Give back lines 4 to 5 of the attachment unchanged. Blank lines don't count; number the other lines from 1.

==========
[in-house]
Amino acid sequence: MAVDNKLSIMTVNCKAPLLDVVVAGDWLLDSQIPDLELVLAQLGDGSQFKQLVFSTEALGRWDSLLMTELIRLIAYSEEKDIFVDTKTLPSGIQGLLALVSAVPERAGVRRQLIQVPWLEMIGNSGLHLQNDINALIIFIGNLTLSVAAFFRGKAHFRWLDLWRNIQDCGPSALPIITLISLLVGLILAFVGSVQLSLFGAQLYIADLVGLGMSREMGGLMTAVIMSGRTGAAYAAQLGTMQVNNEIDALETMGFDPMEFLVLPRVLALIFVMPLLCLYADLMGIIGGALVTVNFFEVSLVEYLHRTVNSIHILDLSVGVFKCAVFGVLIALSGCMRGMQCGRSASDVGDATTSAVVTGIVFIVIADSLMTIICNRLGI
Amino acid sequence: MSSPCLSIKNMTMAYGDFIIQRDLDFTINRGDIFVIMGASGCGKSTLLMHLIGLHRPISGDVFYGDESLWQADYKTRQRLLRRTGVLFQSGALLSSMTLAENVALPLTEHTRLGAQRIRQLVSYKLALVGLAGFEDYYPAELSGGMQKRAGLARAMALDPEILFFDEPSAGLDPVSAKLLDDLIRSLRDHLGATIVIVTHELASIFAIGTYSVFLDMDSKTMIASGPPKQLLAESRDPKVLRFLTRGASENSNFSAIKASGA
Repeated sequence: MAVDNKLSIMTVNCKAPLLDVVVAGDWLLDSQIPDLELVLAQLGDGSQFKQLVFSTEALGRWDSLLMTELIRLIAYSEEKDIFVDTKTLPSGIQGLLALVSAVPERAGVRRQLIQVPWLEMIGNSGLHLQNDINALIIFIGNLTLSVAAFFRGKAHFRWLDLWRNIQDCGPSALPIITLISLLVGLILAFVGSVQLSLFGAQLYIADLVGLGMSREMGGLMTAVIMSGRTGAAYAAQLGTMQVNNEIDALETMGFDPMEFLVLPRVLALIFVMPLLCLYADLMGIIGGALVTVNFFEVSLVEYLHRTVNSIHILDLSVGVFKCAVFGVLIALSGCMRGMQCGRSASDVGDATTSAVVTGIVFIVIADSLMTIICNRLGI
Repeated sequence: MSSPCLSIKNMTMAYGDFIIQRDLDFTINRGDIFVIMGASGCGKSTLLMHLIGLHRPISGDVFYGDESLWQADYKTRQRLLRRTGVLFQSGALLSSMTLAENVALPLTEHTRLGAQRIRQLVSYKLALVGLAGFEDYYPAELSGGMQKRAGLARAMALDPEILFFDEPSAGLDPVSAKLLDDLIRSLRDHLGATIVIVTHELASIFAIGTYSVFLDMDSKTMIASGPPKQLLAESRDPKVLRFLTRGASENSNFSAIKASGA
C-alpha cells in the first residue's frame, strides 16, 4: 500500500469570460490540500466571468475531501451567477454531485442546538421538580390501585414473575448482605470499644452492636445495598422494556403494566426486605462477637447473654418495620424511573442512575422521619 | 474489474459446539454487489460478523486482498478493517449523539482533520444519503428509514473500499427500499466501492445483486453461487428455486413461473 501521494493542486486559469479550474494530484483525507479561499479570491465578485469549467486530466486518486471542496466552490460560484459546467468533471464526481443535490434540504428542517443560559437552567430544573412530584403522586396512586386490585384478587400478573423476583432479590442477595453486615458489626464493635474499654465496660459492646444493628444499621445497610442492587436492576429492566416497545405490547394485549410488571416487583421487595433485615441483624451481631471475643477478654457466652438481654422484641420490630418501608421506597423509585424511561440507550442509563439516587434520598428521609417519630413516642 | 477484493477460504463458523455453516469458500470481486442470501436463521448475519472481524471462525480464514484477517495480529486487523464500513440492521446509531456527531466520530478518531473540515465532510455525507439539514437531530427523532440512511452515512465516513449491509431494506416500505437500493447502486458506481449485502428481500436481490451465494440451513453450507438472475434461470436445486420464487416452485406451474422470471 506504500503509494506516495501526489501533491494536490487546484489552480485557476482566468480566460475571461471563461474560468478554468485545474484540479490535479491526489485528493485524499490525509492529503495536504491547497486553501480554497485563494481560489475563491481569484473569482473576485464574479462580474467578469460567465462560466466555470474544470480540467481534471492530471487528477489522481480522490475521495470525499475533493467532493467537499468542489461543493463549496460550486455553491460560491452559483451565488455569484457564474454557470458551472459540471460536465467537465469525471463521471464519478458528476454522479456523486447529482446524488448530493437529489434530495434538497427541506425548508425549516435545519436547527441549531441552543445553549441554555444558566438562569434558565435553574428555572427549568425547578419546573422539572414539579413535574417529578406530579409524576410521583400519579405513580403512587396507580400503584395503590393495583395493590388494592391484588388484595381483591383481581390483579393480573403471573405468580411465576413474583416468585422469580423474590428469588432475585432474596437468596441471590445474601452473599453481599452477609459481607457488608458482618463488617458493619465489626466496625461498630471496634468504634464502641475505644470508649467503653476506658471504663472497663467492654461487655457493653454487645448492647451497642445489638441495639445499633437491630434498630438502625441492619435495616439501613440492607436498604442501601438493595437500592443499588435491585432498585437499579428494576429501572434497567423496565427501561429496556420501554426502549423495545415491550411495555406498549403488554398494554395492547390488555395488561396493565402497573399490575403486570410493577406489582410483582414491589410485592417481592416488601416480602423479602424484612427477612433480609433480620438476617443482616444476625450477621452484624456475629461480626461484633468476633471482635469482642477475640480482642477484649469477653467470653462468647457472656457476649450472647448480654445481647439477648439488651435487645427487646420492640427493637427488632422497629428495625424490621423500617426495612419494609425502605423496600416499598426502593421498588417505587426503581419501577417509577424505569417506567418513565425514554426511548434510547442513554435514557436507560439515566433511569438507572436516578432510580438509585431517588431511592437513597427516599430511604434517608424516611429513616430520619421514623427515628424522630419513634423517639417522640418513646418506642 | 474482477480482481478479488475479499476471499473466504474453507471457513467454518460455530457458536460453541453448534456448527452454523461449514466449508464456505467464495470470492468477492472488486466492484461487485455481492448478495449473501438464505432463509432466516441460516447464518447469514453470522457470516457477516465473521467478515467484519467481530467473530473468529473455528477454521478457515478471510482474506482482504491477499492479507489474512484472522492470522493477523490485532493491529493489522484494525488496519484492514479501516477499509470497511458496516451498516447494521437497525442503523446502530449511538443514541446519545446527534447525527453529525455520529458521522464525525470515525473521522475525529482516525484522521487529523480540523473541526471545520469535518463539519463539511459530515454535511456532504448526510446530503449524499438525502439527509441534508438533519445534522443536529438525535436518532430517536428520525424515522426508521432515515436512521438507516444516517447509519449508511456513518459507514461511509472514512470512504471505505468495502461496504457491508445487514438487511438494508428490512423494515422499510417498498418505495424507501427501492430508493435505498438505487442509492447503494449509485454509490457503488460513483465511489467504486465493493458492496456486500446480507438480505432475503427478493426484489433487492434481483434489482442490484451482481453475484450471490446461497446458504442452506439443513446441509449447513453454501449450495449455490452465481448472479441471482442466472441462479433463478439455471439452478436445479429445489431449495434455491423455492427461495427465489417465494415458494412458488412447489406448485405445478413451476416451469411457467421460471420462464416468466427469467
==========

Repeated sequence: MAVDNKLSIMTVNCKAPLLDVVVAGDWLLDSQIPDLELVLAQLGDGSQFKQLVFSTEALGRWDSLLMTELIRLIAYSEEKDIFVDTKTLPSGIQGLLALVSAVPERAGVRRQLIQVPWLEMIGNSGLHLQNDINALIIFIGNLTLSVAAFFRGKAHFRWLDLWRNIQDCGPSALPIITLISLLVGLILAFVGSVQLSLFGAQLYIADLVGLGMSREMGGLMTAVIMSGRTGAAYAAQLGTMQVNNEIDALETMGFDPMEFLVLPRVLALIFVMPLLCLYADLMGIIGGALVTVNFFEVSLVEYLHRTVNSIHILDLSVGVFKCAVFGVLIALSGCMRGMQCGRSASDVGDATTSAVVTGIVFIVIADSLMTIICNRLGI
Repeated sequence: MSSPCLSIKNMTMAYGDFIIQRDLDFTINRGDIFVIMGASGCGKSTLLMHLIGLHRPISGDVFYGDESLWQADYKTRQRLLRRTGVLFQSGALLSSMTLAENVALPLTEHTRLGAQRIRQLVSYKLALVGLAGFEDYYPAELSGGMQKRAGLARAMALDPEILFFDEPSAGLDPVSAKLLDDLIRSLRDHLGATIVIVTHELASIFAIGTYSVFLDMDSKTMIASGPPKQLLAESRDPKVLRFLTRGASENSNFSAIKASGA